The coated capillary columns of the present invention are easily formed and adapted for use in any capillary electrophoresis system. Moreover, their use requires no special handling procedures and typical electrophoretic techniques apply to their use. Accordingly, once positioned in standard capillary electrophoresis equipment, the columns of the present invention can be used in processes for analyzing sample compositions for sample constituents by capillary electrophoresis. In accordance with the present invention, these processes typically include the steps of immersing one end of the coated capillary column in an anodic reservoir and immersing a second end of the coated column in a cathodic reservoir. Then, introducing a sample composition into the interior of the coated column at one end and applying an electric field across the reservoirs will cause the sample constituents to differentially migrate within the capillary column. When a suitable detector, for example a uv-visible detector or fluorescence detector, is appropriately positioned at least one end of the coated column, the separated sample constituents are detected and an electropherogram is generated.
The following examples are offered as being illustrative of exemplary embodiments of the present invention. These examples are non-limiting and are offered as exemplary only.
The following example illustrates the preparation of a crosslinked polymeric alkyl amine or polyemine (PEI) which has the general formula
[--CH2 --CH2 --NH--CH2 --CH2 --NH--CH2 --CH2 --NH--]p
A variety of different molecular weights of PEI is available from about 160 to about 1,000,000. The procedure described below is applicable to the preparation of crosslinked PEI 1800, PEI 1200, and PEI 600 as well as a variety of multi-valent amines having similar molecular weight properties.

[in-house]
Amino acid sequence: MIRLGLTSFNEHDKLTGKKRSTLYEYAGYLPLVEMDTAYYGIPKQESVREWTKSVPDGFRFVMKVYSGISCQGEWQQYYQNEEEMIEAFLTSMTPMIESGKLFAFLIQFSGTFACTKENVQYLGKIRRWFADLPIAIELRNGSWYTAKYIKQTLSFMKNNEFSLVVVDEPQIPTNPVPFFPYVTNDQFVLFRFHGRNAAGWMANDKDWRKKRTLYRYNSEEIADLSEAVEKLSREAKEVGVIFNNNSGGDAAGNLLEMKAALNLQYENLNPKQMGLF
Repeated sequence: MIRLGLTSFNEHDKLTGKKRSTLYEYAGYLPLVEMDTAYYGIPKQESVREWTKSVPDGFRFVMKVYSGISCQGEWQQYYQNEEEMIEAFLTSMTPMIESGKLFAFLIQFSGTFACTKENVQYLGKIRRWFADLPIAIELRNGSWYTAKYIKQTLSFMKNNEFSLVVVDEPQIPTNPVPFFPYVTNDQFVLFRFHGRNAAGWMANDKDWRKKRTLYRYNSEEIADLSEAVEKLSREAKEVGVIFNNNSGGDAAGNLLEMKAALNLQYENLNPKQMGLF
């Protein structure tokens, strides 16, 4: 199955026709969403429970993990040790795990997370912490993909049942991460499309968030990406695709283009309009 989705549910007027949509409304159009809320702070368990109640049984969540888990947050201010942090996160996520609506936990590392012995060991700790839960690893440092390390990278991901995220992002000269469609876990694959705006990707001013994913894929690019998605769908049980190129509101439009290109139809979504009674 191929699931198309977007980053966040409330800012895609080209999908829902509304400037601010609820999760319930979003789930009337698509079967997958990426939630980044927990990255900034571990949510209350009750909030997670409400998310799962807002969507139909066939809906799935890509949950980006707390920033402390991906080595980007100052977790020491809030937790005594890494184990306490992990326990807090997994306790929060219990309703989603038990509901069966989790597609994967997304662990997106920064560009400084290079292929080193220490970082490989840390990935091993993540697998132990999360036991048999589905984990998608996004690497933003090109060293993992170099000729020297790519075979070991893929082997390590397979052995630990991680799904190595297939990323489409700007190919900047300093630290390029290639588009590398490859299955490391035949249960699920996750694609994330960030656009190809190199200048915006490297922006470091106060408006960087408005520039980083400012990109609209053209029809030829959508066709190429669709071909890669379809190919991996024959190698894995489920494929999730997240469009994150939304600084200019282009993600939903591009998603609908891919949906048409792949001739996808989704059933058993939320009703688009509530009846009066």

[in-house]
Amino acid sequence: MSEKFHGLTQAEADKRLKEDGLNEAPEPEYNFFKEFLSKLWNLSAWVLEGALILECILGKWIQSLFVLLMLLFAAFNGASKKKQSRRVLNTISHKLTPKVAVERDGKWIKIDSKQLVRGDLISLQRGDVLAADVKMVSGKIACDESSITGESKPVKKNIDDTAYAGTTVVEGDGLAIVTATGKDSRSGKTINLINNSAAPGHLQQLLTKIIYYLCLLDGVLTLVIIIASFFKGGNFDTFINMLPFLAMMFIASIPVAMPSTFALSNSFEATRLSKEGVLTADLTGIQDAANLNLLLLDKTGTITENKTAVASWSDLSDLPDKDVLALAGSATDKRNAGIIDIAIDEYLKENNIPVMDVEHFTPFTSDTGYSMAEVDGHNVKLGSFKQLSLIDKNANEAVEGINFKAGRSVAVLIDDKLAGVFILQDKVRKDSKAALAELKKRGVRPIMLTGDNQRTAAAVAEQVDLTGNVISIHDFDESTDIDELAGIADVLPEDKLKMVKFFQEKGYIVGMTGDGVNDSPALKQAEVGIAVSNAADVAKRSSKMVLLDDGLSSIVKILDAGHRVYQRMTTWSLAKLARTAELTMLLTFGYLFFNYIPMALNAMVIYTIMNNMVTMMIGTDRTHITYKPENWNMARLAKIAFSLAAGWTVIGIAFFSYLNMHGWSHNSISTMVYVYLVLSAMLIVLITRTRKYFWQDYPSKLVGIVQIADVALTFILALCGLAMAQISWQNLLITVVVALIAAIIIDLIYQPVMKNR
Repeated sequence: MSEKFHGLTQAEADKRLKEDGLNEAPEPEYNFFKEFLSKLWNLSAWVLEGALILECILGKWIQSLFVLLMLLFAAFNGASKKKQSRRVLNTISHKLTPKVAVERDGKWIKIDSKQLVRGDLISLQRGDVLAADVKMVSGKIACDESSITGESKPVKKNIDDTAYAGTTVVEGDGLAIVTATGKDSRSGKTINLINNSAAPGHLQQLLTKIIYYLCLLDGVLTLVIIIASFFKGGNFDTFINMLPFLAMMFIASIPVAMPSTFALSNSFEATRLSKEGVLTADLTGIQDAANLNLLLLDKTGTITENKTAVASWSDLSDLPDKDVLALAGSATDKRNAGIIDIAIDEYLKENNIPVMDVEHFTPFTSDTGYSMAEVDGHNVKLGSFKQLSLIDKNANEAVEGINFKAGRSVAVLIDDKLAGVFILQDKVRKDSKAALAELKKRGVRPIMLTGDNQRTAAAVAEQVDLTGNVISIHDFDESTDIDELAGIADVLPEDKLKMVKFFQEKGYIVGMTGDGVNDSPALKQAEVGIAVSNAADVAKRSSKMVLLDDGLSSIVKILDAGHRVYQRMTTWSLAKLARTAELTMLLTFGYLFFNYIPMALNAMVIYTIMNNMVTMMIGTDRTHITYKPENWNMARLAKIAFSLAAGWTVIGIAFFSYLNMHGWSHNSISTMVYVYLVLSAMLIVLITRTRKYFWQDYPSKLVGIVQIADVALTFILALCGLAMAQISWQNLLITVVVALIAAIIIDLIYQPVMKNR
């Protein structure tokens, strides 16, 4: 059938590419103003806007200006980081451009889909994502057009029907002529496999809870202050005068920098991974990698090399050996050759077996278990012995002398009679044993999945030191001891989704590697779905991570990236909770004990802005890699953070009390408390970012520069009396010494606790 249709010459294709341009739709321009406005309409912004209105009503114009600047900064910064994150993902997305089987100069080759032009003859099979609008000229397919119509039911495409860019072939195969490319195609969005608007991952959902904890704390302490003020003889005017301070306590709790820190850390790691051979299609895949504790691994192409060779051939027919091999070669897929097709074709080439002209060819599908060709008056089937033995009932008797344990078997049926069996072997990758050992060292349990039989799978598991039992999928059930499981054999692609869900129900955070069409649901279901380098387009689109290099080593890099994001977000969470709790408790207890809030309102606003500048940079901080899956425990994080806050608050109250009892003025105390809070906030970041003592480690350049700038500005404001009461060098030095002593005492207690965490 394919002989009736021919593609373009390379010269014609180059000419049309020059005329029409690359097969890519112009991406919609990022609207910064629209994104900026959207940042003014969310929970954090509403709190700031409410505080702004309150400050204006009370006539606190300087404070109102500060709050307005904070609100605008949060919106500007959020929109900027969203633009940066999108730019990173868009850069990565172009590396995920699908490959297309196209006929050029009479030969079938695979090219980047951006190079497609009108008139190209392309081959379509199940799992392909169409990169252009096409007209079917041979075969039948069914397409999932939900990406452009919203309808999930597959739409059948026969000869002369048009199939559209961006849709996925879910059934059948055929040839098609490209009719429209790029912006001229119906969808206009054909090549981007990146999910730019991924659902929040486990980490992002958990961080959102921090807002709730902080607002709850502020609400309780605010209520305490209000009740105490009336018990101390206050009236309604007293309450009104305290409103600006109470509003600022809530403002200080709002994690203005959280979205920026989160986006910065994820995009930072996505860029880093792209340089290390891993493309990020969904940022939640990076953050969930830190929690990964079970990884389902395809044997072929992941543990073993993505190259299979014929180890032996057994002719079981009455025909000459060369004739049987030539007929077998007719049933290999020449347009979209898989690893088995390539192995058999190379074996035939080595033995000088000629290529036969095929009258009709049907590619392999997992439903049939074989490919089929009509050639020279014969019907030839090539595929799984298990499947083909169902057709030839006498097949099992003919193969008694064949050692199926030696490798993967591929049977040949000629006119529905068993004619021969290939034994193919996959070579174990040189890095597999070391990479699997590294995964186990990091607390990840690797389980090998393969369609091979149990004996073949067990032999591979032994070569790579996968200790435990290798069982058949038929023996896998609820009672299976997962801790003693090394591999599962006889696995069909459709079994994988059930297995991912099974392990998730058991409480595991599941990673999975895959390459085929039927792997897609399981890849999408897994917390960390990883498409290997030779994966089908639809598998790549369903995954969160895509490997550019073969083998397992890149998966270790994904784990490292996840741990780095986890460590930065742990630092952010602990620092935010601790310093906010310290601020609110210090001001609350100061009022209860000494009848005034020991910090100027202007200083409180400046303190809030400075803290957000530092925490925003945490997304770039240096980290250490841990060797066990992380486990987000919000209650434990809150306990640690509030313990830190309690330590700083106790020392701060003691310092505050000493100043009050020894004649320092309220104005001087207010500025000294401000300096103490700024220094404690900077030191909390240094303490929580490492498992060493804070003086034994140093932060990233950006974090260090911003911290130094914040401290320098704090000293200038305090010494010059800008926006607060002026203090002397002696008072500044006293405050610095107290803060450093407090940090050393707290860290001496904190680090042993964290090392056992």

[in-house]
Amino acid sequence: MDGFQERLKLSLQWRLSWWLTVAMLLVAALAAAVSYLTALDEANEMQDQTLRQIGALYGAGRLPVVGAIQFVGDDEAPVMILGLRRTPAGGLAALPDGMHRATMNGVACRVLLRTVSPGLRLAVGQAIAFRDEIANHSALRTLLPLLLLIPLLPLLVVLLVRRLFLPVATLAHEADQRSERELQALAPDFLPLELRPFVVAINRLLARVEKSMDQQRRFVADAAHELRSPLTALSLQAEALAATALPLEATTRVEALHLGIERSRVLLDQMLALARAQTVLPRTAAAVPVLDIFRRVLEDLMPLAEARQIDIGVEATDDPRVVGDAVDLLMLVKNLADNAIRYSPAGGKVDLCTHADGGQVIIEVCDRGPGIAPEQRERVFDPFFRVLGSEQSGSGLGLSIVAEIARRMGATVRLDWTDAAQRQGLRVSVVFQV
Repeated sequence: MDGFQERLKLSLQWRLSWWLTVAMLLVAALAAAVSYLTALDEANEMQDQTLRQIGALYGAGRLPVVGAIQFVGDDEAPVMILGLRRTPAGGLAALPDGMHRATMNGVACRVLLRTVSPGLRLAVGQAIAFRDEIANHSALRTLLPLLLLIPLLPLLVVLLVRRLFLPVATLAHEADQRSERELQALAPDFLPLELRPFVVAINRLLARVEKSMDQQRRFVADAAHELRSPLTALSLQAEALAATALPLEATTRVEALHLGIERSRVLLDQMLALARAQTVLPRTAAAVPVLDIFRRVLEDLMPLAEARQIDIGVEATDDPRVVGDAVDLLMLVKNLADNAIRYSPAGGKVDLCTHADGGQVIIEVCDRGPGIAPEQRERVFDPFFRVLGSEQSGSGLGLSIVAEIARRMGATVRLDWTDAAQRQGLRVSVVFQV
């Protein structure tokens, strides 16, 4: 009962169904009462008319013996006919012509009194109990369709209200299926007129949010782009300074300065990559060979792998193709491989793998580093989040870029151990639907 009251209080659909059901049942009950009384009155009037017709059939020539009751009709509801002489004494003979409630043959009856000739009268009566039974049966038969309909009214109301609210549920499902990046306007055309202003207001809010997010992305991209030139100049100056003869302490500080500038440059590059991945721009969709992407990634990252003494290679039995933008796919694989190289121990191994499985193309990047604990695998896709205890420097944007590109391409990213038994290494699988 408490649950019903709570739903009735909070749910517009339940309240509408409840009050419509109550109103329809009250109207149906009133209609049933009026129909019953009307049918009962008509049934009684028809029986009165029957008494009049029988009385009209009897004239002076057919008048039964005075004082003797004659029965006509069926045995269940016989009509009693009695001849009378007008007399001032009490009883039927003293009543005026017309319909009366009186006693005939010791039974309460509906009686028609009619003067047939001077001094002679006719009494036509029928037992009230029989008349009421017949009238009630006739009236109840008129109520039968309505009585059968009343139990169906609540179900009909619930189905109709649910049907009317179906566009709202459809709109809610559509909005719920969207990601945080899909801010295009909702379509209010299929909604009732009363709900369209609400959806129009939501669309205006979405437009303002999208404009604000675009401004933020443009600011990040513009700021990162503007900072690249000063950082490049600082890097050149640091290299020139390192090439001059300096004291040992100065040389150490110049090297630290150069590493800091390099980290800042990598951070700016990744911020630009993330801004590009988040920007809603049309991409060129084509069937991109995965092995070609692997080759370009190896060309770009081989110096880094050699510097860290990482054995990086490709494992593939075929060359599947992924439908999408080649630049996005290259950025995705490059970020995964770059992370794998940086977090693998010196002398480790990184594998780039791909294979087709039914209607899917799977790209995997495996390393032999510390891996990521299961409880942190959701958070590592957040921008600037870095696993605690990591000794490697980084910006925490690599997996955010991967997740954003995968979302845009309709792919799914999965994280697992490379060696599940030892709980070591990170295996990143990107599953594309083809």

A 10 g portion of PEI 1800 was add to a solution of 20 mL of methanol and 300 mL of tetrahydrofuran. After the PEI was completely dissolved, a 1.0 g portion of butadiene diepoxide was added to the PEI solution. The resulting solution of PEI and butadiene diepoxide was refluxed for 16 hours then allowed to cool to room temperature. Then 100 mL of water was added to the cooled solution and the methanol and tetrahydrofuran solvents were evaporated from the solution in a rotary evaporator under reduced pressure. The remaining aqueous solution of crosslinked PEI is suitable for use in a subsequent alkylating procedure.
The following example is illustrative of a procedure for crosslinking low molecular weight multi-valent amines. The described procedure was used interchangeably to crosslink pentaethylenehexamine and triethylenetetramine, having 6 and 4 amine functionalities, respectively.
A 10 gram portion of either pentaethylenehexamine or triethylenetetramine was added to 200 mL of tetrahydrofuran. After the amine was completely dissolved a 1 g portion of butadiene diepoxide was added to the tetrahydrofuran solution and the resulting diepoxide and amine solution was refluxed for 16 hours. The refluxed solution was allowed to cool to room temperature and then 100 mL of water was added to the cooled solution. The tetrahydrofuran portion of the solvent was evaporated on a rotary evaporator under reduced pressure and the resulting aqueous solution of crosslinked amine was suitable for use in an alkylating reaction.
The following example illustrates a typical method suitable for alkylating crosslinked polymeric amines and smaller crosslinked amine compounds, including the crosslinked PEI's and crosslinked pentaethylenehexamine and triethylenetetramine described above. Although iodomethane is the alkylating reagent utilized in this example, a large number of alkylating agents, including chloro and bromo alkyl compounds are interchangeable with the iodomethane.
A 200 mL volume of methanol, 30 g of sodium carbonate, 100 mL of water, and 50 mL of iodomethane were added to an aqueous solution containing 10 grams multi-valent amine compound crosslinked as described in EXAMPLE 1 or EXAMPLE 2. The reaction mixture was allowed to reflux for 16 hours and the methanol was removed using a rotary evaporator under reduced pressure. The resulting quaternary ammonium compound aqueous solution was diluted to 1000 mL total volume and then filtered through of 0.45 μm pore size filter. This filtered solution is suitable for applying to the interior surface of capillary tubing in order to form an ionically interacting coating.